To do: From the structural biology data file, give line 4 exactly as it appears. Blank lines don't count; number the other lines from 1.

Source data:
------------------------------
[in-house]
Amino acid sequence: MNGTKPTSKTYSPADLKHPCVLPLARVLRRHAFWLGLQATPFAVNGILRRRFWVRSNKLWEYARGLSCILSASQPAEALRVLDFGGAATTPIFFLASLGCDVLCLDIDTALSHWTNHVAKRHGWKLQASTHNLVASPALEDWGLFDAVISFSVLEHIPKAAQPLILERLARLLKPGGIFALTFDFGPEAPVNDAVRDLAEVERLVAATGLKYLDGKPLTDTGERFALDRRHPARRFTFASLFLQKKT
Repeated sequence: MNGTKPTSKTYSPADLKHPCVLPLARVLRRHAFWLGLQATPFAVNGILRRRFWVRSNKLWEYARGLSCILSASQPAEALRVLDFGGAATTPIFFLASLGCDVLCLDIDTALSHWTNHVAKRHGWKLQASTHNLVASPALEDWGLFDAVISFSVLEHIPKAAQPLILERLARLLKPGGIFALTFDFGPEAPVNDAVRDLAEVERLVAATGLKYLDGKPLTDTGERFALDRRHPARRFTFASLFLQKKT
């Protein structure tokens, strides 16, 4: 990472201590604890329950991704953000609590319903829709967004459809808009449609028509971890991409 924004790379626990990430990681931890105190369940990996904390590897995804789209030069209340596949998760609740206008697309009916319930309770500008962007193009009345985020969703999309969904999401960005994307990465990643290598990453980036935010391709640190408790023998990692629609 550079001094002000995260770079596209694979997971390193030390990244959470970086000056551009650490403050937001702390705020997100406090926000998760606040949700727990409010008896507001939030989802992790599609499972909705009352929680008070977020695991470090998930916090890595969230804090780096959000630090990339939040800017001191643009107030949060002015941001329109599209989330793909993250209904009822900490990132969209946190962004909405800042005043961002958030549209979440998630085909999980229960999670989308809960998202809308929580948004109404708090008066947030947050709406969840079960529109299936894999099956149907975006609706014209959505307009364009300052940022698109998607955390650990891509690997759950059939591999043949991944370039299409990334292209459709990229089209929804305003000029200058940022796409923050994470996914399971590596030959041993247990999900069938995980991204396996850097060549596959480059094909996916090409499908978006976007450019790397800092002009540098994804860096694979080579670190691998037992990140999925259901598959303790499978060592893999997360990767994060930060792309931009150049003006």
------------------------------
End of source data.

């Protein structure tokens, strides 16, 4: 990472201590604890329950991704953000609590319903829709967004459809808009449609028509971890991409 924004790379626990990430990681931890105190369940990996904390590897995804789209030069209340596949998760609740206008697309009916319930309770500008962007193009009345985020969703999309969904999401960005994307990465990643290598990453980036935010391709640190408790023998990692629609 550079001094002000995260770079596209694979997971390193030390990244959470970086000056551009650490403050937001702390705020997100406090926000998760606040949700727990409010008896507001939030989802992790599609499972909705009352929680008070977020695991470090998930916090890595969230804090780096959000630090990339939040800017001191643009107030949060002015941001329109599209989330793909993250209904009822900490990132969209946190962004909405800042005043961002958030549209979440998630085909999980229960999670989308809960998202809308929580948004109404708090008066947030947050709406969840079960529109299936894999099956149907975006609706014209959505307009364009300052940022698109998607955390650990891509690997759950059939591999043949991944370039299409990334292209459709990229089209929804305003000029200058940022796409923050994470996914399971590596030959041993247990999900069938995980991204396996850097060549596959480059094909996916090409499908978006976007450019790397800092002009540098994804860096694979080579670190691998037992990140999925259901598959303790499978060592893999997360990767994060930060792309931009150049003006």